The greatest gift to receive… is to be given a chance.
Clayton Hemmert had no experience, no reel, no connections. But one editor saw he had a passion for storytelling, music, photography and performance, and gave him that first chance.
Freelance and staff positions followed. Clayton built a reputation, cutting documentaries, television programs, and commercials. Drawn to his sense for story, pace, visuals and soundscapes, clients took chances on Clayton as well, giving him even bigger projects.
So Clayton took a chance on himself and his partners, co-founding Crew Cuts in 1986. Soon he and his team were cutting legendary work for HBO, Pepsi, National Geographic, Frito Lay, AT&T, VISA, FedEx, MTV and countless others. Stories that touched hearts, tickled funny bones and won every award in sight.
Believing great sound and visual effects were integral to those stories, Clayton collaborated with talented artists to co-found the sound studio Buzz, the visual effects company Quiet Man, and a string of other post companies in NY, LA and SF, some of which flourish to this day.
While best known for his work in commercials, Clayton and his colleagues also cut television, short films, and features including Kissing Jessica Stein and the Academy Award winning Monster’s Ball. For over two decades he and his Crew Cuts team collaborated on SNL’s legendary commercial parodies. He cut music videos for Bob Dylan, Huey Lewis, The Cure, and others. The experimental documentary short titled 2+2, which he edited and co-directed with Benita Raphan, was accepted by the Sundance Film Festival, then became the first short film acquired by HBO in over a decade. And across the decades, Clayton successfully adapted and thrived as ever faster waves of technological changes swept through the filmmaking, post, network and agency worlds.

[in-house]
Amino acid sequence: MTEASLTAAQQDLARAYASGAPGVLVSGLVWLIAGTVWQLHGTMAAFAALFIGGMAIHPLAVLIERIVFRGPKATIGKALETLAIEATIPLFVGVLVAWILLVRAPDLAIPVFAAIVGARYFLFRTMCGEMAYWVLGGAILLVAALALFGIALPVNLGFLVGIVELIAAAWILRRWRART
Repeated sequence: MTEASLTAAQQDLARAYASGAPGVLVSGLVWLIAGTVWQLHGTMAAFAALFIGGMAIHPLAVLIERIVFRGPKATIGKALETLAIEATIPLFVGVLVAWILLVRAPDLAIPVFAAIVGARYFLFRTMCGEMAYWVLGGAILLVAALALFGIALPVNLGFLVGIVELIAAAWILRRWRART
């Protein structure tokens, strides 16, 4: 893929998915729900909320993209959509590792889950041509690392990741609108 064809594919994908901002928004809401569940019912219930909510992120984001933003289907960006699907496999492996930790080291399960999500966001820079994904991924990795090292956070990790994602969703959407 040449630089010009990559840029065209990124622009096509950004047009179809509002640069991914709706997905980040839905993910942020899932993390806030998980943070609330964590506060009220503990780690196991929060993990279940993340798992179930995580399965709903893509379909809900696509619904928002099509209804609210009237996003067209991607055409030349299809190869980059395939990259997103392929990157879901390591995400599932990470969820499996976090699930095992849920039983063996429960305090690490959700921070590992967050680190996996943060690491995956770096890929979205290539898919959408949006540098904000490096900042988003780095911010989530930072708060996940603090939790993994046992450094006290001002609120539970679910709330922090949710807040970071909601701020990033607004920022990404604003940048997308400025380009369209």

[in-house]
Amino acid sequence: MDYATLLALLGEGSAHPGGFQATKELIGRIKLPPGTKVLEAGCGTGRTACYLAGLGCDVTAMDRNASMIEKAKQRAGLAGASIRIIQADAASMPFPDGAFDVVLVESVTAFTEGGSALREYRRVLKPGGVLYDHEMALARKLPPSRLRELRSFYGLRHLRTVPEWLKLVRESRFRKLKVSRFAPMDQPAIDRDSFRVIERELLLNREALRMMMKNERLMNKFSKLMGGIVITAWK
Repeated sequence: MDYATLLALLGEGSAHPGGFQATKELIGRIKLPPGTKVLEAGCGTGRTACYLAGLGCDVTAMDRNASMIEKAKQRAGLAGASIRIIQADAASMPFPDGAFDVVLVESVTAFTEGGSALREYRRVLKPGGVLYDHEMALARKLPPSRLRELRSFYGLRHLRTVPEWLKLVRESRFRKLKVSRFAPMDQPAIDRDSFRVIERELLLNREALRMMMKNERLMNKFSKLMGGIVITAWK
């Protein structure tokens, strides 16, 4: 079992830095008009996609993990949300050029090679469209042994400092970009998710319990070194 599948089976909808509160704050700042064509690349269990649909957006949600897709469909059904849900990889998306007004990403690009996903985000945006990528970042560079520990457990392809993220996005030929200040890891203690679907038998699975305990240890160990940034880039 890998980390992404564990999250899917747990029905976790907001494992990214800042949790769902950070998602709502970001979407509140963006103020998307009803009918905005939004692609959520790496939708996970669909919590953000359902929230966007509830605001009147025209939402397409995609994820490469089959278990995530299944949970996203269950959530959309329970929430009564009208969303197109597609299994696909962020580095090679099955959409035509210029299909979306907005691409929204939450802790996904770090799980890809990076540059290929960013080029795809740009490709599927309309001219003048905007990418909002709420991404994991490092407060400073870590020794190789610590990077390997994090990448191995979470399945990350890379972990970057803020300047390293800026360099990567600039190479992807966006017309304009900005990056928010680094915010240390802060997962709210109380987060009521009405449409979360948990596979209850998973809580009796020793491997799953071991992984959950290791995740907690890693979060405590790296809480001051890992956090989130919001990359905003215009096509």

Clayton served on various boards of AICE (AICP Post’s predecessor), and became president of its international board with chapters throughout the US, Canada, and Great Britain. His passion for alternative storytelling formats also inspired him to join the board of the Thomas Edison Film Festival, now in its 42nd season. In association with Princeton University, this international festival screens short films in the narrative, documentary, animation, and experimental genres.
Yet beyond the business success, accolades, service and awards, Clayton’s most enduring legacy is not as a cutter of film, but as a builder of culture, creating environments in which he and his colleagues gave countless novices their first chance, nurturing their talents, supporting their aspirations, honing their skills and firing their passions. Those who stayed helped build Crew Cuts into a cohesive company with remarkable endurance in a notoriously fickle industry. Those who moved on carried Clayton’s lessons – and his blessings – with them as they built successful companies and cultures of their own, across New York and beyond.
At Crew Cuts, everyone who stepped off the elevators – art directors, writers, producers, directors, network executives and agency clients – felt instantly embraced as part of Clayton’s collaborative team, inspired by his belief that all projects, and all people, can achieve some level of greatness.
If only you give them a chance.